March 2nd, 2011
Submitted by EARS volunteer Debbie Ferguson of Kildeer, Illinois
Hello from Hilliard, Ohio where UAN volunteers are helping the ASPCA and the Clark County Humane Society shelter and care for more than 350 dogs seized from a private sheltering operation on February 22. Our temporary shelter is set up at the Franklin County Fairgrounds, where the dogs are being housed in individual kennels within horse stalls. They are primarily large adult mixed breeds but we do have a few small and mid-sized dogs in the bunch as well.
|A dog at the seizure site.
Photo: Mike Bizelli/ASPCA
The majority of the dogs are very frightened and skittish, hiding in the backs of their kennels and cringing as people approach them. But we are already starting to notice many of them relaxing more as time goes on and they get used to (and begin to enjoy) human contact. Most have visible signs of the neglectful conditions they have been living in: dirty, feces-covered matted hair, old scars and untreated injuries, bad teeth, mange, open sores and even untreated broken bones. Many are suffering from diseases and medical conditions that have gone untreated for long periods of time. Several older dogs are blind or have cataracts.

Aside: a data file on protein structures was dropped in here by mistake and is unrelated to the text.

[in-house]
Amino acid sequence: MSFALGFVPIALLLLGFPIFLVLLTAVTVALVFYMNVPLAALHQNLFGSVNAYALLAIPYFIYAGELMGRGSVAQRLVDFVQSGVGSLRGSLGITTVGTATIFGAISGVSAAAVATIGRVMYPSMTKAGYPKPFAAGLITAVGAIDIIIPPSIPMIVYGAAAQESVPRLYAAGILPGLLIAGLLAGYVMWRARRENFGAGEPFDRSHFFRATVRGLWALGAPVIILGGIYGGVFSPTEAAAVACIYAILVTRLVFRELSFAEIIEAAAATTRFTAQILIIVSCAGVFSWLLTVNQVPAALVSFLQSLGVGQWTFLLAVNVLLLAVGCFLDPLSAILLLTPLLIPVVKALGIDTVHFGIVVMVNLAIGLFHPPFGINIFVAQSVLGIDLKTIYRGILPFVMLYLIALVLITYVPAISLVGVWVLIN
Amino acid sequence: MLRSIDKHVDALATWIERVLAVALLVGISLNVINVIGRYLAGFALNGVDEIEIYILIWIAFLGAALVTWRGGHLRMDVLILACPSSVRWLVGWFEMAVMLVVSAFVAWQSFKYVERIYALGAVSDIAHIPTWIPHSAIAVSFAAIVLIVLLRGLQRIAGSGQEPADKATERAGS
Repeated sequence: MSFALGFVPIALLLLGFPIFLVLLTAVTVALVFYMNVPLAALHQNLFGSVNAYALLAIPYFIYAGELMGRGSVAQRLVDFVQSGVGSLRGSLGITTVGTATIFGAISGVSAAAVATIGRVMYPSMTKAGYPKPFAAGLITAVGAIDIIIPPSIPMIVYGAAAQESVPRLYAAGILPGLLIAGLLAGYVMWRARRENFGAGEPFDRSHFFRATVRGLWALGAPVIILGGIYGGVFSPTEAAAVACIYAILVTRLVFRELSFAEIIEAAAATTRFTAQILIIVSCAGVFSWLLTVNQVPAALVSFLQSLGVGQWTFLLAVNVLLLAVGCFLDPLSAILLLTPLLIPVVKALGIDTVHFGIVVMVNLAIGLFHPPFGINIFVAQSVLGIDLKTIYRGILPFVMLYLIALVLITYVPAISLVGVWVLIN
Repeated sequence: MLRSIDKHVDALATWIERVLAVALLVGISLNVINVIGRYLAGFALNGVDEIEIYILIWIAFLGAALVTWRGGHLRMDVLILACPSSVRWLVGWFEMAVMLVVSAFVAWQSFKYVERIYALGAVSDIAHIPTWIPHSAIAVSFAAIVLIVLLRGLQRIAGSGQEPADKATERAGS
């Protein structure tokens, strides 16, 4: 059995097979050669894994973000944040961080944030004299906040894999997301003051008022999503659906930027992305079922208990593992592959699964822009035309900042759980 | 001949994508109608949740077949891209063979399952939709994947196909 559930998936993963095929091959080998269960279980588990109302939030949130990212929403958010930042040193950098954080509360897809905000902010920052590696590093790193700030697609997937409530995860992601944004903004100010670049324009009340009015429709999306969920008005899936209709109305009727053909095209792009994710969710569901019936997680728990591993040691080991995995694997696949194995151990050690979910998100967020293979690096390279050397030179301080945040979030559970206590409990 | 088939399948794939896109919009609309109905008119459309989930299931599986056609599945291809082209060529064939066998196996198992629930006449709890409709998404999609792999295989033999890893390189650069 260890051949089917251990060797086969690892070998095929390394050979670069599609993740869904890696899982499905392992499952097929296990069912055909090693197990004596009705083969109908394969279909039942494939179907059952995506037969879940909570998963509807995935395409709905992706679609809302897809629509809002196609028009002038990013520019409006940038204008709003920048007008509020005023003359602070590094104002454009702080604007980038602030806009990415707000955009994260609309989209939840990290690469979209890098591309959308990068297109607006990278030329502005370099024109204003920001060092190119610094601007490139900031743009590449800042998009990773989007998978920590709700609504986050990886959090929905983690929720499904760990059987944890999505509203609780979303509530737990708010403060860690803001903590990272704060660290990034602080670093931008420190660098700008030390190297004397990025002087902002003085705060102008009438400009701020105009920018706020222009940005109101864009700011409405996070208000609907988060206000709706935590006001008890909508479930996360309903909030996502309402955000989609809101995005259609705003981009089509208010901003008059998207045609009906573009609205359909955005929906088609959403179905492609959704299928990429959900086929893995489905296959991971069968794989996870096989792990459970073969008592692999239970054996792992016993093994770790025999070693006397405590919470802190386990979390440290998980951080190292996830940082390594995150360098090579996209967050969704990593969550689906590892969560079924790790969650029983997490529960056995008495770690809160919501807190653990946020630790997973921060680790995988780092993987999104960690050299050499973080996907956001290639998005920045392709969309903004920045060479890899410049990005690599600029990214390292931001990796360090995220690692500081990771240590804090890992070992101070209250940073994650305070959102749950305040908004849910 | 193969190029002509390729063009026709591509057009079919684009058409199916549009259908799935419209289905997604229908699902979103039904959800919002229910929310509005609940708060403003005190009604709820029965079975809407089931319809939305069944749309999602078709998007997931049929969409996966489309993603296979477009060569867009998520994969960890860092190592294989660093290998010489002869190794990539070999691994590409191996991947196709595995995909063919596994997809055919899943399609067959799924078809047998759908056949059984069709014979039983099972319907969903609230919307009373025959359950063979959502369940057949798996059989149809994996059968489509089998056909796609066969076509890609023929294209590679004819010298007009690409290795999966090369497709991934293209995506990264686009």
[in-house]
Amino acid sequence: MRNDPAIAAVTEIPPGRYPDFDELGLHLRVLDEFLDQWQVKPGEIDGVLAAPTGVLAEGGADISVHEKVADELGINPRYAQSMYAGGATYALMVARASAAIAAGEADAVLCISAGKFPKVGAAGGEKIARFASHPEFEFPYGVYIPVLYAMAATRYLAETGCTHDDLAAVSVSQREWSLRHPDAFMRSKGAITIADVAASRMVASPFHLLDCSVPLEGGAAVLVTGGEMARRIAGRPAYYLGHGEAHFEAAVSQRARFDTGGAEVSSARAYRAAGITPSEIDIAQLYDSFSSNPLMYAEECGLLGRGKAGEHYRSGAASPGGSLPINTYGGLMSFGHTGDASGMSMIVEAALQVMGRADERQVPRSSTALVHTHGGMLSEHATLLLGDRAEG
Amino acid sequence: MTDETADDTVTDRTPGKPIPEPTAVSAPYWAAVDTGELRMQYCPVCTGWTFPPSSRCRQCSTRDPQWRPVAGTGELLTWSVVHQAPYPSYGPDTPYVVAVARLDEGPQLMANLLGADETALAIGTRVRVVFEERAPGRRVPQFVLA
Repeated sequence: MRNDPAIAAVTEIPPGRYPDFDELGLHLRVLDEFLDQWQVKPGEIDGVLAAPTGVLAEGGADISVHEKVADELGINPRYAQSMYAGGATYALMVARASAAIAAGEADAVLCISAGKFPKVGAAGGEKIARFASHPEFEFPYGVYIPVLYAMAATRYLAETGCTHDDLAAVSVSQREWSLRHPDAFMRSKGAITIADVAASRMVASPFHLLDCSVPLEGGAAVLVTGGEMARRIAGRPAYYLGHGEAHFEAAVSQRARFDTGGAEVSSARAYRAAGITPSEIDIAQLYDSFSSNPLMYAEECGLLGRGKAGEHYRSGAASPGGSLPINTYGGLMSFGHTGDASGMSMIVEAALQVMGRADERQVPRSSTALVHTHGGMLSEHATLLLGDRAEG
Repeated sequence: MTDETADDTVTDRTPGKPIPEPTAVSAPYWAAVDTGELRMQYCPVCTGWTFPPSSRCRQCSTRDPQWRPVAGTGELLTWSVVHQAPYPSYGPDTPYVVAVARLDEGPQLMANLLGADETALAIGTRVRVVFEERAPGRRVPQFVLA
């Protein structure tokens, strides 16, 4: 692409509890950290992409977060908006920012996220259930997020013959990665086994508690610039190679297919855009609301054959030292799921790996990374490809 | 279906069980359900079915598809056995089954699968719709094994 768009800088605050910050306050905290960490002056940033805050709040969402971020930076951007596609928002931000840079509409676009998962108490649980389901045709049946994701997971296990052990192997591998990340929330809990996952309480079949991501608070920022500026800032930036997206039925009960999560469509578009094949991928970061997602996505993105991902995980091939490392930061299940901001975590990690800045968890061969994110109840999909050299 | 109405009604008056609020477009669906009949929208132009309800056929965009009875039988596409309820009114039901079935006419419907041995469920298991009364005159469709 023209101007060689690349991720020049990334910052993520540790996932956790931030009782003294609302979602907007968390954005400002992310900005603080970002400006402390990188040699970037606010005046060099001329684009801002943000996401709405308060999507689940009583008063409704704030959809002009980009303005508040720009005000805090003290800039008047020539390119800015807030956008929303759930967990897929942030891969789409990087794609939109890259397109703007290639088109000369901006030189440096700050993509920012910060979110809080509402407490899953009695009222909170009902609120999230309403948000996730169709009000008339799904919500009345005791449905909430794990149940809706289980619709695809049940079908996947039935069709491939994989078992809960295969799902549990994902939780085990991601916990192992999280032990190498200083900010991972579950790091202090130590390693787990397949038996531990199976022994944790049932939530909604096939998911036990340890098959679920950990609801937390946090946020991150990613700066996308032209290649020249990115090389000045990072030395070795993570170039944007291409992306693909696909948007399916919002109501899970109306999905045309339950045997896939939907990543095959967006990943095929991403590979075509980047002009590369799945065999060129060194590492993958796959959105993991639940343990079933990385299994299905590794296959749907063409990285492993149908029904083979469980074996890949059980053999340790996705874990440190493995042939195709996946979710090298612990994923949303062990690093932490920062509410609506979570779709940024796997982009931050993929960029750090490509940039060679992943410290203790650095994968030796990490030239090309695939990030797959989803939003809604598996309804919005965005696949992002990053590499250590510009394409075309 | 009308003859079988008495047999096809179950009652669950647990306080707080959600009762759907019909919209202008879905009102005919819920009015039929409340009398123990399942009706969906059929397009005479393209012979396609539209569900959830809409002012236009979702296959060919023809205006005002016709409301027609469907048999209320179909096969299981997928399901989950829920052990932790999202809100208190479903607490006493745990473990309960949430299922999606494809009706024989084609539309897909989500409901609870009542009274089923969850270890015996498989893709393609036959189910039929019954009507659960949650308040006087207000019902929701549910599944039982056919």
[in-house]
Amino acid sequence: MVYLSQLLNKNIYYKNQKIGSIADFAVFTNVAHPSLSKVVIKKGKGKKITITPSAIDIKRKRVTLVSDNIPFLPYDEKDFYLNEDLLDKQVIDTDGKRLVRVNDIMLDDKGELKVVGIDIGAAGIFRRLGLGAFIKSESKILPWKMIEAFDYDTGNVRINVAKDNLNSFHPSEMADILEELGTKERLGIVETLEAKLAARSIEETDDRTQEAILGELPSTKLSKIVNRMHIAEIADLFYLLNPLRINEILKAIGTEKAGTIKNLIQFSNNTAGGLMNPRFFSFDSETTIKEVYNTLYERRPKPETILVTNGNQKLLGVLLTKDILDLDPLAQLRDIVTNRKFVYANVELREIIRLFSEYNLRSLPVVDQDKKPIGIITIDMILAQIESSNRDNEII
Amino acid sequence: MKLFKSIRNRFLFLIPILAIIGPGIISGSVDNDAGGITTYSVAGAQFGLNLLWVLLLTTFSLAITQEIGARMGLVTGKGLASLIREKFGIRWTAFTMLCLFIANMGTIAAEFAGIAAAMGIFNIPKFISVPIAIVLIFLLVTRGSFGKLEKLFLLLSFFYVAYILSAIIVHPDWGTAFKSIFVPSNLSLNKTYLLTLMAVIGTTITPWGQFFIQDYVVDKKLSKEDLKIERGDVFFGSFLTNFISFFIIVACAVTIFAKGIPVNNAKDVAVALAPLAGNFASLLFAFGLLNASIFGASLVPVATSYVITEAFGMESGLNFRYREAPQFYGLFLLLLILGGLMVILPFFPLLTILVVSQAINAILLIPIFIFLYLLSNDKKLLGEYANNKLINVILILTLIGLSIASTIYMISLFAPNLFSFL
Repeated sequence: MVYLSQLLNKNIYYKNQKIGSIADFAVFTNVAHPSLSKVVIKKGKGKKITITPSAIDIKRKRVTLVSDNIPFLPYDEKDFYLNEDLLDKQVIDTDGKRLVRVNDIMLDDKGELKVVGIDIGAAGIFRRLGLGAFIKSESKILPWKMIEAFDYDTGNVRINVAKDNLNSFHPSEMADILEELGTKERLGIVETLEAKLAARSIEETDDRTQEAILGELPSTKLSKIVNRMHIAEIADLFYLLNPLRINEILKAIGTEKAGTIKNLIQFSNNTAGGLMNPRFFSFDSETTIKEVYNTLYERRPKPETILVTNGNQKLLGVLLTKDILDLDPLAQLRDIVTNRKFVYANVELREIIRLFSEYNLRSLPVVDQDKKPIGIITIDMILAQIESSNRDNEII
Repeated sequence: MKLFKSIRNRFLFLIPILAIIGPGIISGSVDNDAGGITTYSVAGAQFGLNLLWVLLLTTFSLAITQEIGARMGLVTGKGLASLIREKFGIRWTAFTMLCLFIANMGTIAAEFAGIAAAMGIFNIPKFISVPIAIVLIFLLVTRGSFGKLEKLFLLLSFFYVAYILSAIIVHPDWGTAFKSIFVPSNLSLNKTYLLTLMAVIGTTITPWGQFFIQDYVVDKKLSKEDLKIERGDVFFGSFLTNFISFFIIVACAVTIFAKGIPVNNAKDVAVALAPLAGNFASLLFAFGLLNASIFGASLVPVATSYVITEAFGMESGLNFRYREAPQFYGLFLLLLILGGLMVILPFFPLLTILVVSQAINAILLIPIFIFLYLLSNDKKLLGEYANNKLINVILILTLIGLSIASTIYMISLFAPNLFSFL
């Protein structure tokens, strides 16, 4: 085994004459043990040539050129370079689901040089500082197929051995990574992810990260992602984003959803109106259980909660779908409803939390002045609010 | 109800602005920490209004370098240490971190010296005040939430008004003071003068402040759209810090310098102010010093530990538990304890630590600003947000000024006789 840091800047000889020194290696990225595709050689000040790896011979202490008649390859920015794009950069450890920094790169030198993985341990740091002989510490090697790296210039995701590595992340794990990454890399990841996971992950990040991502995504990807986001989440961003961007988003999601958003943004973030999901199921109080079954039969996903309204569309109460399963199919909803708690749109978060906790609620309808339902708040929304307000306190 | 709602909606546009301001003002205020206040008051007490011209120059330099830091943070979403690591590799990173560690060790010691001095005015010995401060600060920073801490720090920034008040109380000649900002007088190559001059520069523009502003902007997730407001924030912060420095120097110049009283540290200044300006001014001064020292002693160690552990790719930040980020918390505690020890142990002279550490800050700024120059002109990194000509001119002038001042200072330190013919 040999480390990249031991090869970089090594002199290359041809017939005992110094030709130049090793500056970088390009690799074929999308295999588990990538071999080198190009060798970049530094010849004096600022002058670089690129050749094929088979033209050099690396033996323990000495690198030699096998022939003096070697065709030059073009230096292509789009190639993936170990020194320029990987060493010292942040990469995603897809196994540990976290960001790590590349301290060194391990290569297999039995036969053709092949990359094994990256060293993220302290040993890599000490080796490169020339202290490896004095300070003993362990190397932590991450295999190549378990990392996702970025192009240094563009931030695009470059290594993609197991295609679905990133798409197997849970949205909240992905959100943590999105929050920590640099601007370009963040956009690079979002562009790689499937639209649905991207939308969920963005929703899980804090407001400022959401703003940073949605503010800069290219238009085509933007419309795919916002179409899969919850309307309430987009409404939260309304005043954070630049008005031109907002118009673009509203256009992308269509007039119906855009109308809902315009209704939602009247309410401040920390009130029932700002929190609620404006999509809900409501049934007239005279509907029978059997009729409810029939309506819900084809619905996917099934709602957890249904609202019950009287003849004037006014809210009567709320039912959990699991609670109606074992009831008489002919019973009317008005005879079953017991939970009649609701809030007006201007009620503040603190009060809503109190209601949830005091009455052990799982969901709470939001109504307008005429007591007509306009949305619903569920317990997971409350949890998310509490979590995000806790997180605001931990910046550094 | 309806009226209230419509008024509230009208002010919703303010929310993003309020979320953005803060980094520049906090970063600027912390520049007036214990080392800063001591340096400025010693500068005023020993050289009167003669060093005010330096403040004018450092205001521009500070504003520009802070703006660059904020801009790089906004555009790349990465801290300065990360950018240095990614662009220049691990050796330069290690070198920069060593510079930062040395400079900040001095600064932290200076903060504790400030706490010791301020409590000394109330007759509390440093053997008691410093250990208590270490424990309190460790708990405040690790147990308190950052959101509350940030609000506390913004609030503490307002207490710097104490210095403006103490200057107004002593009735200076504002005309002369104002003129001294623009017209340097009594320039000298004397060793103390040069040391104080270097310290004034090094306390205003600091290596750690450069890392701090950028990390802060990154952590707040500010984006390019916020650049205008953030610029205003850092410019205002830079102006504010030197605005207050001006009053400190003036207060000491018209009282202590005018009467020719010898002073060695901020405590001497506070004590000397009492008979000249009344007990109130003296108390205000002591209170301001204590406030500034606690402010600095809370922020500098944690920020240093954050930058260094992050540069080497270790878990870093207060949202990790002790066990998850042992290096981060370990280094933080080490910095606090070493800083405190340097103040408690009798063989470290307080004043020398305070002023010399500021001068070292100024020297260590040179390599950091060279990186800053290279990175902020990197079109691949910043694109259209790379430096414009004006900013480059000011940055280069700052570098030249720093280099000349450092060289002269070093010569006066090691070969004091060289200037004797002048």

|Two dogs await rescue at the seizure site.
Photo: Mike Bizelli/ASPCA
As at most UAN deployments, the volunteers are quickly becoming attached to their favorites. The large black Lab with cataracts is a big Teddy bear, the older dog with the broken legs that were never treated is a complete cuddler, and the three very pregnant dogs are nothing but loving to all who come near them. A tiny little spaniel with a terrible skin condition has stolen my heart, as has her neighbor, a collie/shepherd youngster with a smile for everyone who will likely be one of the first dogs to find a new forever family.
We do have some new additions already as two dogs have had puppies since arriving at the shelter. The new moms couldn’t be any different; one is protective of her pups while the other is proud of her brood and wants to share them with everyone who comes near.
|EARS volunteers look over a dog’s
paperwork at the temporary shelter.
Photo: Debbie Ferguson
All in all, it was a good day here in Ohio for those of us UAN volunteers lucky enough to participate in the care and socialization of this amazing group of survivors. We have a nice routine going and the UAN shelter Team Leaders — Jeanne DeGrauwe, Lauren Payne, Diane Buhl and Donna Lagomarsino — did a wonderful job leading a constant influx of new local volunteers while maintaining a safe environment for both the people and the dogs. We look forward to having another new group of UAN volunteers join us tomorrow to carry on the good work of caring for, sheltering and socializing our new friends. As always, I am proud to be associated with such a great group of people!